That really only leaves straddle checkerboard as the last candidate from the ciphers I can think of. Assuming it is a straddle checkerboard, we first have to find to location of the blanks in the key. If we can find those locations, we can decrypt in with any letters and we will have a plain substitution cipher. There are 10 choose 2 = 45 ways of putting the first 2 blanks, and 20 choose 2 = 190 ways of putting the second. This means there are 45*190 = 8550 possible configurations of putting the blanks. Some of these will be invalid though, e.g. the key:

   0 1 2 3 4 5 6 7 8 9
f k m c p d y e
3: h b i g q r o s a z
7: l u t j n w v x

can't have 38, 39, 78 or 79 in the ciphertext. If these numbers do exist in the ciphertext, then this is not a possible set of blanks. After trying to decrypt our ciphertext with all 8550 keys, only 3340 are actually valid blank positions. In addition to this, most of the blank positions result in identical outputs to other blank positions, so we can discard all the duplicate outputs, leaving only 45 substitution ciphers that we have to try.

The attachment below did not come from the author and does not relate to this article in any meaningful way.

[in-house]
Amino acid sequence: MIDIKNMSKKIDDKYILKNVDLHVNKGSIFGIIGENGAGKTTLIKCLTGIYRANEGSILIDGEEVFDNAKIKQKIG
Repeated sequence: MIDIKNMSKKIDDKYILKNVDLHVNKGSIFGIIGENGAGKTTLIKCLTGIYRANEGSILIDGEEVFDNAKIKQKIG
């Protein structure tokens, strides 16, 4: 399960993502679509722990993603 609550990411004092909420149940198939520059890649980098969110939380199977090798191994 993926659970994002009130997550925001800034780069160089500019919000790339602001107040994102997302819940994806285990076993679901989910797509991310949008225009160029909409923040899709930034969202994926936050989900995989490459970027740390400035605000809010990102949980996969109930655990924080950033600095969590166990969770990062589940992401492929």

After trying to decrypt the resulting 45 substitution ciphers from the forward cipher and another 45 from the reversed cipher, one of the decrypts, namely SALSYFWIRVWFESWLLLZFDHSOIBLZFRSOWAFSIKFIORYFTUIIUITFJLWVALUSI, can be decrypted to OCTOBERNSAREFORTTTHEYWOUNDTHESOURCEONMENUSBEGINNINGEXTRACTION. There are likely a couple characters wrong still, or the slight mistakes are intentional.

This is a bit of python code that will spit out the possible substitution ciphers for a given straddle checkerboard ciphertext (Please excuse the rough code, I wrote everything pretty quick):

I have actually since discovered there is a much shorter way of getting to the final candidates, but I'll leave this code here. To rank the final candidates, use index of coincidence, the correct one is almost always the one with the IC closest to 0.07.

import random
import sys
from itertools import combinations

ctext = '6909746723099383772753870703607230943837727093872638757438333832743772974928387272384175943874720383270'

''' decrypt a straddle checkerboard cipher ctext given a key
key should look like e.g. 'fkm.cpd.yehbigqrosazlutjnwvx..'